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Good News for the Bees: Supporting Pollinators at Federal Facilities

In keeping with President Obama’s June 2014 memorandum, CEQ is releasing revised guidance on Sustainable Designed Landscapes to help Federal agencies incorporate pollinator friendly practices at Federal facilities and landscapes.

Tucked against Washington D.C.’s 9th street expressway, the Smithsonian Butterfly Habitat Garden at the National Museum of Natural History offers an extraordinary space. This enchanting walkway provides people with peaceful, natural refuge from the hustle and bustle of the nation’s capital while also serving as a much needed habitat for the city’s local pollinators. This small but impactful gem mirrors the principles behind President Obama’s June 2014 memorandum, Creating a Federal Strategy to Promote the Health of Honey Bees and Other Pollinators, which directs Federal agencies to take steps to protect and restore domestic populations of pollinators.

It’s clear the pollinators are in need of this kind of protection. Threatened by loss of habitat and quality food sources, as well as the improper use of pesticides and herbicides, populations of honey bees, native bees, birds, bats, and butterflies have been declining over the past few decades. Managed honey bee colonies, for example, have declined steadily over the past 60 years, from 6 million in 1947 to just 2.5 million today. These losses are a huge threat to global food production and the economy. Honey bees enable the production of at least 90 commercially grown crops in North America, and pollinators contribute more than $24 billion to the U.S. economy each year.

CEQ 10.22 White House Pollinator Garden

White House Pollinator Garden located on the South Lawn. Photo courtesy of CEQ.

That’s why the President believes the Federal Government should lead by example in expanding the acreage and quality of pollinator habitat. Today, as called for in the Presidential Memorandum, we are releasing revised guidance on Sustainable Designed Landscapes to help Federal agencies incorporate pollinator friendly practices in new construction, building renovations, landscaping improvements, and in facility leasing agreements at Federal facilities and on Federal lands. Facility managers can use the updated guidance to actively examine their current buildings, grounds, and practices for opportunities to transition to a richer diversity of pollinator-friendly plant species.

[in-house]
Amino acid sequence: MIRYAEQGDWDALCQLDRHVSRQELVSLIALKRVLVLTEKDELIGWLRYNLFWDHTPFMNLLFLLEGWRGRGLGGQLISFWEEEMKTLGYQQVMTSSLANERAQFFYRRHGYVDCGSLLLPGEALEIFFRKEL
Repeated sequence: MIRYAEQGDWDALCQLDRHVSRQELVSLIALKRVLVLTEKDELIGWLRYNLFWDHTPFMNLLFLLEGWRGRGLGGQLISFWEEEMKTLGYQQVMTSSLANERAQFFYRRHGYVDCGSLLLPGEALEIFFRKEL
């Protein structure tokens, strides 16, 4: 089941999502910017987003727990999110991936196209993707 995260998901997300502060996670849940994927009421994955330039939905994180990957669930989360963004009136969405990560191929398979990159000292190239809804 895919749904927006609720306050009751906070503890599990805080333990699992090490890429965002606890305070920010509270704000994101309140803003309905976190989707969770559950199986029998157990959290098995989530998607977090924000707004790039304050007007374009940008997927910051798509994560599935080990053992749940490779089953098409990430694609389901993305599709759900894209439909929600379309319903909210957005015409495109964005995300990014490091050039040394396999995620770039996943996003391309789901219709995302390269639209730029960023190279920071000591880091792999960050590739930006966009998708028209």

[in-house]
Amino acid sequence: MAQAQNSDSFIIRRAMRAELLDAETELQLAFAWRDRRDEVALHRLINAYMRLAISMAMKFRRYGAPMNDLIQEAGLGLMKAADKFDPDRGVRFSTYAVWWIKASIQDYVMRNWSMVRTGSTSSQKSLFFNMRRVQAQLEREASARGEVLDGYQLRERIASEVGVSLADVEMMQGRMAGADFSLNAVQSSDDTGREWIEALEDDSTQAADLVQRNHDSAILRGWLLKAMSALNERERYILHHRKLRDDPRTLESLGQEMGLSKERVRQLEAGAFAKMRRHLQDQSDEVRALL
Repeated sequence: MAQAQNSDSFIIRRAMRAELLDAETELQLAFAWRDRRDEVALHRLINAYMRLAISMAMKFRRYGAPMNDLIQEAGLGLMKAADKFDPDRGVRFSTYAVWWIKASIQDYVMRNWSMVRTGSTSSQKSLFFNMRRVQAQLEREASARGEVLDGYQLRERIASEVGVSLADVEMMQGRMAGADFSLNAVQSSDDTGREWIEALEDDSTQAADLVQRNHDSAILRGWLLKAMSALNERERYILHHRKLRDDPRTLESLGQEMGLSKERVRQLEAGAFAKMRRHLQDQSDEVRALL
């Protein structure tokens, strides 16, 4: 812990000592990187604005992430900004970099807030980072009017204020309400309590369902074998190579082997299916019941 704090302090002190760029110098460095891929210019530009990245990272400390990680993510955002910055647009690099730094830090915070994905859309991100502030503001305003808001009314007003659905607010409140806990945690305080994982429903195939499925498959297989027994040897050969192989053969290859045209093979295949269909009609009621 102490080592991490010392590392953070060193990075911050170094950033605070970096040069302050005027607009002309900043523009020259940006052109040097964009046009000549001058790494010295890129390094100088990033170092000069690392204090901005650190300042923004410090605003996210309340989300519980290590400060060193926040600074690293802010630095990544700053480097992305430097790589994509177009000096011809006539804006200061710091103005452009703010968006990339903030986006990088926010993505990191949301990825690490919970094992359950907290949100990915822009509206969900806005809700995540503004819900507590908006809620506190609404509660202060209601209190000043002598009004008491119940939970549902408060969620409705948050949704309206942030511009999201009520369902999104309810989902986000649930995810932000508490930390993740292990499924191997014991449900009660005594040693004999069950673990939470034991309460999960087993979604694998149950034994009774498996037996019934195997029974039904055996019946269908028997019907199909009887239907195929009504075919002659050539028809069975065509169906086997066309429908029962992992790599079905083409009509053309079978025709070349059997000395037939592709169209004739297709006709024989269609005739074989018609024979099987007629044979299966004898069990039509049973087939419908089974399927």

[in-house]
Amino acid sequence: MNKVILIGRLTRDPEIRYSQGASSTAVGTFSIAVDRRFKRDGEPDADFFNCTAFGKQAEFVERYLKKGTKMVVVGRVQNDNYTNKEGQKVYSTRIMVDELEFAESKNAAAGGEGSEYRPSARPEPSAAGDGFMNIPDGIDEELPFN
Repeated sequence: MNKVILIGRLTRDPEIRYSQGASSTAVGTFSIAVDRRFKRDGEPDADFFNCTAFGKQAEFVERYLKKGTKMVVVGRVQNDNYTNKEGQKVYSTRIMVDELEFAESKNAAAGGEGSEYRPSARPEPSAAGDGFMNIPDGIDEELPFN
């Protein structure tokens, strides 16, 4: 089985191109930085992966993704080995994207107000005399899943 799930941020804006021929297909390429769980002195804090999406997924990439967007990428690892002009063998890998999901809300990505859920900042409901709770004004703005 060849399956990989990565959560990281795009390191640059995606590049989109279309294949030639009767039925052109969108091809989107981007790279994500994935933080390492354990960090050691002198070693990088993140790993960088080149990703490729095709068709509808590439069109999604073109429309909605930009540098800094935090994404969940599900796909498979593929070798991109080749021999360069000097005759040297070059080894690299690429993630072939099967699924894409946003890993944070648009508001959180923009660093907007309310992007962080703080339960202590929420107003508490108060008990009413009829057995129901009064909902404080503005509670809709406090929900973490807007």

By integrating pollinator-friendly strategies into everyday design, operations, and maintenance activities, Federal agencies can have a big impact. Every day, agency managers make routine decisions that could affect pollinator populations. The easy-to-use guide will help ensure the best possible decisions are made, supporting pollinator health and habitat on millions of acres of Federal land. Additionally, the guide will serve as a valuable resource for further research on pollinators and the plant species that support them.

The new guidance isn’t the only good news for pollinators today. The General Services Administration announced today its own guidelines for facility design, construction, and management to better protect pollinators. And this week, the U.S. Department of Agriculture is hosting the 14th Annual North American Pollinator Protection Campaign International Conference.

With the new guidance, Federal agencies can start taking the steps necessary to protect and restore pollinator populations now. Places like the Butterfly Habitat Garden - and even the South Lawn of the White House – provide models for implementation across the nation.

View the revised guidance here.

Kate Brandt is the Federal Environmental Executive at the White House Council on Environmental Quality.